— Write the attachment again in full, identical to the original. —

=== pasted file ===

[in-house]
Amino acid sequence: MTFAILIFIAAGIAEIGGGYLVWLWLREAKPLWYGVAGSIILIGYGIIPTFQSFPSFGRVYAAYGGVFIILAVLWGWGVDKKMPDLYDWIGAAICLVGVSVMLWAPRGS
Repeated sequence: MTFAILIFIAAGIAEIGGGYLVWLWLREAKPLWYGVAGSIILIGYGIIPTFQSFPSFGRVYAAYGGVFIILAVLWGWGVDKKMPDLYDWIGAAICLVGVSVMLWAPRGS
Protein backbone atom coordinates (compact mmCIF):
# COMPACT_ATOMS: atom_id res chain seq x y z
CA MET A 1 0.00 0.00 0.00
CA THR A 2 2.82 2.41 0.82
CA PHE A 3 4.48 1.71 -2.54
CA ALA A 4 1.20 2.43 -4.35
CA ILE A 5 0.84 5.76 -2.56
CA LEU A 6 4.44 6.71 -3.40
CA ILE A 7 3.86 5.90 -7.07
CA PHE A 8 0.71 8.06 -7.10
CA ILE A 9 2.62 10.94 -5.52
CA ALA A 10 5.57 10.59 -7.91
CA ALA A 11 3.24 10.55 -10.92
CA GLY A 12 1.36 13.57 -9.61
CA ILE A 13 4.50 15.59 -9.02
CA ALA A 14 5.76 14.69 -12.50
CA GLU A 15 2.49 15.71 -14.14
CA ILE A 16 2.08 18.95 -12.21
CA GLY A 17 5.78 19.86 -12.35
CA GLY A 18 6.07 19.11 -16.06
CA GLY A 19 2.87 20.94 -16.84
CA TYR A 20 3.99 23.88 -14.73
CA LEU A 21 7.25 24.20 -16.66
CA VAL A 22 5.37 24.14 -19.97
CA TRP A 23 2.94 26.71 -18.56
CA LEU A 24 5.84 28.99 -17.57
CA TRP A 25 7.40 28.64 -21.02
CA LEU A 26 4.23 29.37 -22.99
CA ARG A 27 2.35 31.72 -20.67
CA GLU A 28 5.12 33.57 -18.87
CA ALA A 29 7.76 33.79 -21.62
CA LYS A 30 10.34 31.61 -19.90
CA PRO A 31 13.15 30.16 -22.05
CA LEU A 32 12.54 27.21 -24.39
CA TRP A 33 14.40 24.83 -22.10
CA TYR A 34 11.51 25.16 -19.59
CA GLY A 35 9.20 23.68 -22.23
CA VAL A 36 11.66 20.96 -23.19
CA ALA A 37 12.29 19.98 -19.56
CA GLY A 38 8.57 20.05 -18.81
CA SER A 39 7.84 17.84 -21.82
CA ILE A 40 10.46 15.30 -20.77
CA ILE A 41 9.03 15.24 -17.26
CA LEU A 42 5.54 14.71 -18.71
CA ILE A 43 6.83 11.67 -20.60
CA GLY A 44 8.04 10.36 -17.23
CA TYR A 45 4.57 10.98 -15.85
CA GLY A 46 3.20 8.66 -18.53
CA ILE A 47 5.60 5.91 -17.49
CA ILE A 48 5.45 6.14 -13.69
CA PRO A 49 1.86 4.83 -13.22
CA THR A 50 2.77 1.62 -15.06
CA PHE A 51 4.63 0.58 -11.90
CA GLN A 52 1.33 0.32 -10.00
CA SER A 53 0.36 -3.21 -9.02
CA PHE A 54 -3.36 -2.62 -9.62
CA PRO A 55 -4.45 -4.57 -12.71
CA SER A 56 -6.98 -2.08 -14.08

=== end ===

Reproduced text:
[in-house]
Amino acid sequence: MTFAILIFIAAGIAEIGGGYLVWLWLREAKPLWYGVAGSIILIGYGIIPTFQSFPSFGRVYAAYGGVFIILAVLWGWGVDKKMPDLYDWIGAAICLVGVSVMLWAPRGS
Repeated sequence: MTFAILIFIAAGIAEIGGGYLVWLWLREAKPLWYGVAGSIILIGYGIIPTFQSFPSFGRVYAAYGGVFIILAVLWGWGVDKKMPDLYDWIGAAICLVGVSVMLWAPRGS
Protein backbone atom coordinates (compact mmCIF):
# COMPACT_ATOMS: atom_id res chain seq x y z
CA MET A 1 0.00 0.00 0.00
CA THR A 2 2.82 2.41 0.82
CA PHE A 3 4.48 1.71 -2.54
CA ALA A 4 1.20 2.43 -4.35
CA ILE A 5 0.84 5.76 -2.56
CA LEU A 6 4.44 6.71 -3.40
CA ILE A 7 3.86 5.90 -7.07
CA PHE A 8 0.71 8.06 -7.10
CA ILE A 9 2.62 10.94 -5.52
CA ALA A 10 5.57 10.59 -7.91
CA ALA A 11 3.24 10.55 -10.92
CA GLY A 12 1.36 13.57 -9.61
CA ILE A 13 4.50 15.59 -9.02
CA ALA A 14 5.76 14.69 -12.50
CA GLU A 15 2.49 15.71 -14.14
CA ILE A 16 2.08 18.95 -12.21
CA GLY A 17 5.78 19.86 -12.35
CA GLY A 18 6.07 19.11 -16.06
CA GLY A 19 2.87 20.94 -16.84
CA TYR A 20 3.99 23.88 -14.73
CA LEU A 21 7.25 24.20 -16.66
CA VAL A 22 5.37 24.14 -19.97
CA TRP A 23 2.94 26.71 -18.56
CA LEU A 24 5.84 28.99 -17.57
CA TRP A 25 7.40 28.64 -21.02
CA LEU A 26 4.23 29.37 -22.99
CA ARG A 27 2.35 31.72 -20.67
CA GLU A 28 5.12 33.57 -18.87
CA ALA A 29 7.76 33.79 -21.62
CA LYS A 30 10.34 31.61 -19.90
CA PRO A 31 13.15 30.16 -22.05
CA LEU A 32 12.54 27.21 -24.39
CA TRP A 33 14.40 24.83 -22.10
CA TYR A 34 11.51 25.16 -19.59
CA GLY A 35 9.20 23.68 -22.23
CA VAL A 36 11.66 20.96 -23.19
CA ALA A 37 12.29 19.98 -19.56
CA GLY A 38 8.57 20.05 -18.81
CA SER A 39 7.84 17.84 -21.82
CA ILE A 40 10.46 15.30 -20.77
CA ILE A 41 9.03 15.24 -17.26
CA LEU A 42 5.54 14.71 -18.71
CA ILE A 43 6.83 11.67 -20.60
CA GLY A 44 8.04 10.36 -17.23
CA TYR A 45 4.57 10.98 -15.85
CA GLY A 46 3.20 8.66 -18.53
CA ILE A 47 5.60 5.91 -17.49
CA ILE A 48 5.45 6.14 -13.69
CA PRO A 49 1.86 4.83 -13.22
CA THR A 50 2.77 1.62 -15.06
CA PHE A 51 4.63 0.58 -11.90
CA GLN A 52 1.33 0.32 -10.00
CA SER A 53 0.36 -3.21 -9.02
CA PHE A 54 -3.36 -2.62 -9.62
CA PRO A 55 -4.45 -4.57 -12.71
CA SER A 56 -6.98 -2.08 -14.08